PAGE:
Corsicana Daily Sun, Corsicana, Texas

October 6, 2013

Students working way to Austin

By Janet Jacobs
Corsicana Daily Sun

Corsicana — Teachers and students of Fannin Elementary are already thinking about spring break because the day before spring break starts, they’re taking 120 fourth graders to Austin.

“It’s the first time it’s been done on this campus,” said Principal Diane Acock. “We’re excited.”

Only a small number of the 9- and 10-year-olds have been as far as Waco, and even fewer have been to Austin. According to the Texas Education Agency’s Academic Excellence Indicator Report for last year, 96 percent of the students at Fannin are from economically disadvantaged homes.

“We’ve had regular field trips to Dallas to the zoo or the aquariums. That’s as far as we’ve gone,” explained Patricia Smith, one of the teachers leading the effort.

Smith teaches Texas history and science at Fannin, one of two Texas history teachers on the campus.

“It’s all related to our curriculum and the fact that these kids have never had this opportunity before,” Smith said. “Hopefully, we can make this a tradition.”

Of the 60 students in her classes, none have ever been to Austin, she said.

“They know where Ennis and Kerens are, but Dallas is their adventure spot,” Smith said. “Waco is as close as to the capital as most of them have been.”

The teachers have been in touch with both the capitol staff and the staff of the Bullock Museum, and gotten lessons to help prepare the kids for what they’ll see, so they can better appreciate. They’ve also been trying to tie it in with other classes. They’re hoping to be able to sing in the rotunda of the capitol, as part of their music classes, for example.

“Now we’ll be able to see history for real,” she said. “All they’ve ever seen is that textbook. They’ll get to see it in person.”

Bowie and Sam Houston elementaries have taken student trips to Austin, but it is a first for Fannin. Part of the reason is the money. They can’t take school buses because the buses can’t leave until after school starts at 8 a.m., and they have to be back by 3 p.m. This means they have to hire commercial buses, which is going to cost about $5,000 for the day. The entire trip will cost $6,000, including admission to the Bob Bullock Texas History museum for all the kids and lunch.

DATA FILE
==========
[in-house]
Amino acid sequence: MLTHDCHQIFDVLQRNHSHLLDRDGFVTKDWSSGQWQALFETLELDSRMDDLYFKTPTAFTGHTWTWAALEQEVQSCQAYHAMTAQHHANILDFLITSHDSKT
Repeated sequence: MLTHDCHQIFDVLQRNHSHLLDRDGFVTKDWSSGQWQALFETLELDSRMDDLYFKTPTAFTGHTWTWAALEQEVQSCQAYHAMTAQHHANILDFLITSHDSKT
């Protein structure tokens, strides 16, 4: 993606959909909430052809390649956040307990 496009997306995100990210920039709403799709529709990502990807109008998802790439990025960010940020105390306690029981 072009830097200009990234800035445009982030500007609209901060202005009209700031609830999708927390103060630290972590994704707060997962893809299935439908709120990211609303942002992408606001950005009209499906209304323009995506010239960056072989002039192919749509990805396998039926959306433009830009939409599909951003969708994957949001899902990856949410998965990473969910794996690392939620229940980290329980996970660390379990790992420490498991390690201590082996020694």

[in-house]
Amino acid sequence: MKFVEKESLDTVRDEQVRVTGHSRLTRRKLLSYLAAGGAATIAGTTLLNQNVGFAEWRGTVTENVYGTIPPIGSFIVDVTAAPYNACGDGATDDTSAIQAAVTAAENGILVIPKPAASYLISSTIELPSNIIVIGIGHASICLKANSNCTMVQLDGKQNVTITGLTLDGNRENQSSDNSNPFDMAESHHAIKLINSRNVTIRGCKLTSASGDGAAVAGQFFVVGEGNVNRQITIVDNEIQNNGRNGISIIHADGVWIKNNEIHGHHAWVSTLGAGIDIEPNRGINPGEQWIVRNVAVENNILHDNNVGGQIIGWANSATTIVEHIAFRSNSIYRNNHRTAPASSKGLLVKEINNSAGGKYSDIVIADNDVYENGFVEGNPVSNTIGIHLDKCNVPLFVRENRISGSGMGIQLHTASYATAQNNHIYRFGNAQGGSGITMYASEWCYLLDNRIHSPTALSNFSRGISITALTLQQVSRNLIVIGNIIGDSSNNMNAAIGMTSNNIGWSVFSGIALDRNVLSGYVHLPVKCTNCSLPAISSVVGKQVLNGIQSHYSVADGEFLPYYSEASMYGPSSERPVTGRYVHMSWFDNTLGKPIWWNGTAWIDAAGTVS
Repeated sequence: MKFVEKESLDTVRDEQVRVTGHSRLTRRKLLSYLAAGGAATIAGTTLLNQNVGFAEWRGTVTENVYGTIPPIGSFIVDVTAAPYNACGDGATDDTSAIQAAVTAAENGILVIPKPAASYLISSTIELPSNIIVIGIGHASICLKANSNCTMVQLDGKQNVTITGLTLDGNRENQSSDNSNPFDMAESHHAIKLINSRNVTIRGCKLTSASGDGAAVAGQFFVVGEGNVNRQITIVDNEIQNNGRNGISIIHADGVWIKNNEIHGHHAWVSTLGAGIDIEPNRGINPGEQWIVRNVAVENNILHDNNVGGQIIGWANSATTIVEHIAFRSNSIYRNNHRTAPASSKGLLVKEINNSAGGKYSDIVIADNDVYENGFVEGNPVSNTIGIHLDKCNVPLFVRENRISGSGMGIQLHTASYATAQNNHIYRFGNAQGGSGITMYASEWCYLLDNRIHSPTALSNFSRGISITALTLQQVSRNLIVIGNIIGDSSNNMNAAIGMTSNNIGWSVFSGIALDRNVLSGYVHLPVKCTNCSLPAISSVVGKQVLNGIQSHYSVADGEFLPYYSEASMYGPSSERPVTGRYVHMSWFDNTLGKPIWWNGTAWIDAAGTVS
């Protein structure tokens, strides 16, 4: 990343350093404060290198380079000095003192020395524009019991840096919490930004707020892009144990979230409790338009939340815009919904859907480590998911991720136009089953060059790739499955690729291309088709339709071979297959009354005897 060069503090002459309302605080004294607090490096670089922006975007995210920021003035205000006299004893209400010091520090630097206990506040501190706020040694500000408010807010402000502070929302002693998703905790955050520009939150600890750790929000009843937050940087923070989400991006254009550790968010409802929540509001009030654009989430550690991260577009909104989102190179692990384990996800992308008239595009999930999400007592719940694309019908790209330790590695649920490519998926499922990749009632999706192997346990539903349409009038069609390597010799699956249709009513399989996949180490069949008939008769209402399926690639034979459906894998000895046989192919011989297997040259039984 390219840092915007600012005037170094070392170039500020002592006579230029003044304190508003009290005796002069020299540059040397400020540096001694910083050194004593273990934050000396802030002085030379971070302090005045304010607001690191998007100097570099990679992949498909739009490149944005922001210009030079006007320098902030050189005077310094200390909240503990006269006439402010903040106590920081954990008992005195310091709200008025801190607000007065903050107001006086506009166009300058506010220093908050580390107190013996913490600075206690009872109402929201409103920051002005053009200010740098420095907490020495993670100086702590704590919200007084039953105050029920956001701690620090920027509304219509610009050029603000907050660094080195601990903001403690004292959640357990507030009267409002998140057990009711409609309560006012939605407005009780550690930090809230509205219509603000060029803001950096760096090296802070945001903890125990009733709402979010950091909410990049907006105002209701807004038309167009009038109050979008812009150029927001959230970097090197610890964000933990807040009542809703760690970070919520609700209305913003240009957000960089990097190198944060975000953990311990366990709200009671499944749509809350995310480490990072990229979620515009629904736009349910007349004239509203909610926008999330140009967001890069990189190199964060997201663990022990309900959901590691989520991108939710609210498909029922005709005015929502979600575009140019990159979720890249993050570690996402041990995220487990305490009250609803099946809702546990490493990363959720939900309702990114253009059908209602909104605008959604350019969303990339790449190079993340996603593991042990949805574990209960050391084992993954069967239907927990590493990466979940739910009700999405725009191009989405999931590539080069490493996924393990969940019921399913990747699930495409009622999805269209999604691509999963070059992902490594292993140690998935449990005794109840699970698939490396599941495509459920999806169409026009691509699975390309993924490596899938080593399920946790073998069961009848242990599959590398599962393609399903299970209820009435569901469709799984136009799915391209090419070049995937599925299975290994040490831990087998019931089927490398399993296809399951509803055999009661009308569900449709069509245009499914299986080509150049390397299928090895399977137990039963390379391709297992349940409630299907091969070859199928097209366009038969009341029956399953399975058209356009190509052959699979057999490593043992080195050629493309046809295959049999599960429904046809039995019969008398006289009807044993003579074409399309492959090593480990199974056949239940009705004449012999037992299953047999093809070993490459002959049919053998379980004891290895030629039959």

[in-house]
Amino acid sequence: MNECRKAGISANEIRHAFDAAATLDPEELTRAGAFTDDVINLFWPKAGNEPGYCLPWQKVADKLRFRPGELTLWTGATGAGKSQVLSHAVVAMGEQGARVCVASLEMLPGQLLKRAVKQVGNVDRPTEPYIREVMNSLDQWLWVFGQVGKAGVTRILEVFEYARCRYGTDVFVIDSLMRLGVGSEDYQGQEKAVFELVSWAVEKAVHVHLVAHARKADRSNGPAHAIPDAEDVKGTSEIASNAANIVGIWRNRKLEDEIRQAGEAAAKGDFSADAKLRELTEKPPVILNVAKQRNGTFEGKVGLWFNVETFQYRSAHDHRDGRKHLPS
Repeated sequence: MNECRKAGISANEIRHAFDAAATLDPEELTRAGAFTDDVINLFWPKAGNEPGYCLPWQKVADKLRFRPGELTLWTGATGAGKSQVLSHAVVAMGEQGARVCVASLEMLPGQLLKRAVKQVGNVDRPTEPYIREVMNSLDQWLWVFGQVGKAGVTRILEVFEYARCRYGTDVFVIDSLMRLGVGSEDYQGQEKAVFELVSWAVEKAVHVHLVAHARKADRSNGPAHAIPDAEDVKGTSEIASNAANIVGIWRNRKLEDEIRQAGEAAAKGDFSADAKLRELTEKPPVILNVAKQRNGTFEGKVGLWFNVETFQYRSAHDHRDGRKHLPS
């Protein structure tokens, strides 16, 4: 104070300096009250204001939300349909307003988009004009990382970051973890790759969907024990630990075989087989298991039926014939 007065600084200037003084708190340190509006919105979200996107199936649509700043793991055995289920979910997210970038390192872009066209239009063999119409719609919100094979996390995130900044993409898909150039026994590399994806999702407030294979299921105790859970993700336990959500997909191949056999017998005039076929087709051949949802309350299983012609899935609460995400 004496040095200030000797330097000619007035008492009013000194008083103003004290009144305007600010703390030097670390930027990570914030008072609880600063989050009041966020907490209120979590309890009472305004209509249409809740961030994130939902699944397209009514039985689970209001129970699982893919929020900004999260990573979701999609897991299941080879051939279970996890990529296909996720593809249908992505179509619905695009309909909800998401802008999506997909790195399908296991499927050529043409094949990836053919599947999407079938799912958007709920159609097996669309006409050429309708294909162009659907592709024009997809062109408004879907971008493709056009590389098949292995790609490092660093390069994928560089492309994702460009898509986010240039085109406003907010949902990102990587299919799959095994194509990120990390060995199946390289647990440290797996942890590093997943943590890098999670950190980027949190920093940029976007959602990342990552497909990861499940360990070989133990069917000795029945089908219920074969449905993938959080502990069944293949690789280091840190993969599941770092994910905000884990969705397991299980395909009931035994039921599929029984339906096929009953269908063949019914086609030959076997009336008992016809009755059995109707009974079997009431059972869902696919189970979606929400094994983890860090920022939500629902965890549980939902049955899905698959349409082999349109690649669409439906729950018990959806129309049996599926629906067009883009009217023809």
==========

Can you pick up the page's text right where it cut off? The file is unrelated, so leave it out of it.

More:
“(The buses) are the biggest expense,” Smith explained. “Twelve hours of rented buses is a little expensive.”

In addition to the 120 kids, there will be at least 16 adults. The school district requires 12 adults, but Smith and her fellow teachers agreed that the more adults, the better, so they added four adults to the mix. If any other parents want to come, they have to pay their own way, Smith said.

In order to raise the funds, they’re selling T-shirts, and bumper stickers, and collect pennies. They’ll also have a karaoke night from 6 to 8 p.m. Nov. 21 in the school gym. Their deadline to raise the money for the buses is Dec. 31.

Fourth grade is a big one because it’s one of those make-or-break years for advancement. These students have to pass a STAAR writing test in the spring, about three weeks after the big trip.

“We thought ‘let’s give them something to look forward to besides taking the test,’” Smith said. “The students are very excited.”


Janet Jacobs may be reached via email at Want to “sound off” to this article? Email: